Santa Clara County Sheriff Laurie Smith is facing serious questions over how her office issues concealed carry licenses. In fact, the local District Attorney’s office has been investigating whether or not there’s “pay-to-play” taking place, with allegations that big campaign donations to the sheriff’s reelection campaign are ensuring approval of concealed carry applications. While the investigation continues, the allegations alone are a prime example of why California’s current gun laws need a drastic overhaul.

In California, sheriffs have discretion to approve or deny permits based on whatever they determine to be “good cause”, and in Santa Clara County, the sheriff’s office typically approves only a handful of applications. In 2018, for instance, just 13 applications or renewals were approved in the county, though it’s home to nearly 2-million people.

The San Jose Mercury News is reporting that record keeping, or the lack thereof, by the sheriff’s office, may be hindering the investigation.

So far, the only information the Sheriff’s Office has released in response to public records requests after the DA investigation became public in August are the names of individuals granted permits each year since 2014, and 15 applications for permits granted in late 2017 and in 2018.

When this news organization requested CCW records in fall 2018, in the heat of Smith’s last re-election bid, the office refused to release any documents, despite having done so in 2011 in connection with reporting on the federal lawsuit.

Asked recently about the number of applications the Sheriff’s Office receives each year, the agency could not provide even an estimate.

Sheriff’s Sgt. Michael Low told this news organization the paperwork for rejected applications is shredded annually. But the county’s posted records retention schedule requires that CCW applications be kept at least two years before they are destroyed unless they are the subject of litigation.

The law-enforcement source, however, said there is no consistent process for retaining or purging applications, adding that the only thing successful applications had in common was a green light from Smith or one of her top commanders. Rejected or non-processed applications, the source said, often go into a drawer and aren’t looked at again.

The paper notes that the sheriff’s office can also take its sweet time processing applications that are eventually approved, in some cases making applicants wait for six months, even though by law the sheriff’s office is supposed to approve or deny an application within 90 days.

Even if the local District Attorney decides that there’s not enough evidence of malfeasance to bring charges, the Santa Clara County sheriff’s office is the perfect example of why “may issue” concealed carry laws, or laws that require applicants to show “good cause” for carrying a firearm are an outright infringement on the right to keep and bear arms.

The San Jose Mercury News says that the sheriff’s office has approved or renewed 150 concealed carry licenses since 2013, again in a county with nearly 2-million residents. There are plenty of California counties that have fewer residents and far more concealed carry licensees, because the county sheriffs there view self-defense as “good cause,” unlike Sheriff Smith and sheriffs in San Francisco, Los Angeles, San Diego, and a few other well-populated counties.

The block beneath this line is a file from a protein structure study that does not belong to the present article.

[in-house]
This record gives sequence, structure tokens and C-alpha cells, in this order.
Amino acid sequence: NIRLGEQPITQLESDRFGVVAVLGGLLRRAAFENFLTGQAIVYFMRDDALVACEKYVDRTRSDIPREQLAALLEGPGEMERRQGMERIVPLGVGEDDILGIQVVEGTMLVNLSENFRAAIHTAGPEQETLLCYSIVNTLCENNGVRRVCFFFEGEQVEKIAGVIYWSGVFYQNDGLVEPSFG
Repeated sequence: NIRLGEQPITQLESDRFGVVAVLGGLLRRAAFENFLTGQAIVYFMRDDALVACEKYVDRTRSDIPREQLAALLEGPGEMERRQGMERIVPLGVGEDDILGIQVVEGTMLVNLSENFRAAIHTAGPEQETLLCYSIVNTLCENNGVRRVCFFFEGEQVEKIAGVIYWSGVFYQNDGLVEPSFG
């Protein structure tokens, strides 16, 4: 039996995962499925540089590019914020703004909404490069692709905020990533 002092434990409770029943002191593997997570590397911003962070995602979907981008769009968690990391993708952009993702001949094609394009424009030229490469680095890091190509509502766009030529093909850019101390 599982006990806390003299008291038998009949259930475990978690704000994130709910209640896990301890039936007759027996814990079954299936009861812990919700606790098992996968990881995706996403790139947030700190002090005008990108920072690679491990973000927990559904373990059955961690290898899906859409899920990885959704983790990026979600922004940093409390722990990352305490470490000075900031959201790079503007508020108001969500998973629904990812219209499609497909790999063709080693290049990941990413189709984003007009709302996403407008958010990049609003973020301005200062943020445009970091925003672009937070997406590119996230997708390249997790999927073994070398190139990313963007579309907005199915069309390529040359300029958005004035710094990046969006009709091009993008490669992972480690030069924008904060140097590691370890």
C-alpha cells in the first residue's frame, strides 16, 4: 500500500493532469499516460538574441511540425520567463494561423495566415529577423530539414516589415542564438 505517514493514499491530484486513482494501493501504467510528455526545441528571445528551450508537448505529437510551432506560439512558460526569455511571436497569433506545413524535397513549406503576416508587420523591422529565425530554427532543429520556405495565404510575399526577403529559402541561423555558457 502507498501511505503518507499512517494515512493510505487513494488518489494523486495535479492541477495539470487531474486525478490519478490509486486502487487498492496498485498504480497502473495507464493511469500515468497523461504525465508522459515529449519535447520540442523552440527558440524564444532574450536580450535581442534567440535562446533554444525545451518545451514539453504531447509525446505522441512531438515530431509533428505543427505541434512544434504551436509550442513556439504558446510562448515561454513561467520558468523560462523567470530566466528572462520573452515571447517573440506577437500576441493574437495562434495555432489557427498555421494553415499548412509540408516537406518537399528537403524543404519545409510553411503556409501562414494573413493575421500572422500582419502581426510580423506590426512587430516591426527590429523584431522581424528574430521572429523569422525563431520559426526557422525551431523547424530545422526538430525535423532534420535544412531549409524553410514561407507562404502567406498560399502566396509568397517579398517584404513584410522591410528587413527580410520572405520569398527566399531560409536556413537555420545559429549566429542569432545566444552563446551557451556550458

The average resident of Santa Clara County cannot exercise their right to bear arms, because not only can they not get a license to carry a concealed firearm, but they’re not allowed to openly carry a firearm for self-defense. The 9th Circuit Court of Appeals has ruled that there is no constitutional right to carry a concealed firearm, and has so far avoided issuing an opinion in a case that asks the inevitable follow up question: if you have no right to bear a concealed firearm, do you have a constitutional right to openly bear one?

The 9th Circuit could have ruled on the case by now, but instead back in February the court of appeals put the case on hold until the Supreme Court issues a decision in the New York State Rifle & Pistol Association v. New York City case. SCOTUS will hear oral arguments in that case on Monday, December 2nd, but a decision could still be months away.

The Santa Clara County Sheriff’s Office isn’t the only law enforcement agency that’s come under fire for corruption involving the issuance of concealed carry licences. The NYPD ran its licensing division as a “bribery machine”, as one former cop described it, and several officers were convicted in recent years of bribery involving the approval of concealed carry applications.

These “may issue” laws don’t just deprive the average resident of their right to bear arms, they enable corruption. Because of the discretion allowed law enforcement in the issuing of licenses to carry, without explicit evidence of money or good changing hands it can be difficult to show that a pattern of corruption exists, which can allow the practices to go on for years.

Personally, I don’t think you should have to have a license to bear arms, any more than you should have to have a license to keep them. However, even in permitless carry states concealed carry licenses still exist. As long as they’re around, they should be “shall issue”, removing any opportunity for graft or corruption in the issuance of the license and ensuring that the average law-abiding applicant can exercise their right to bear arms. Anything less is an infringement.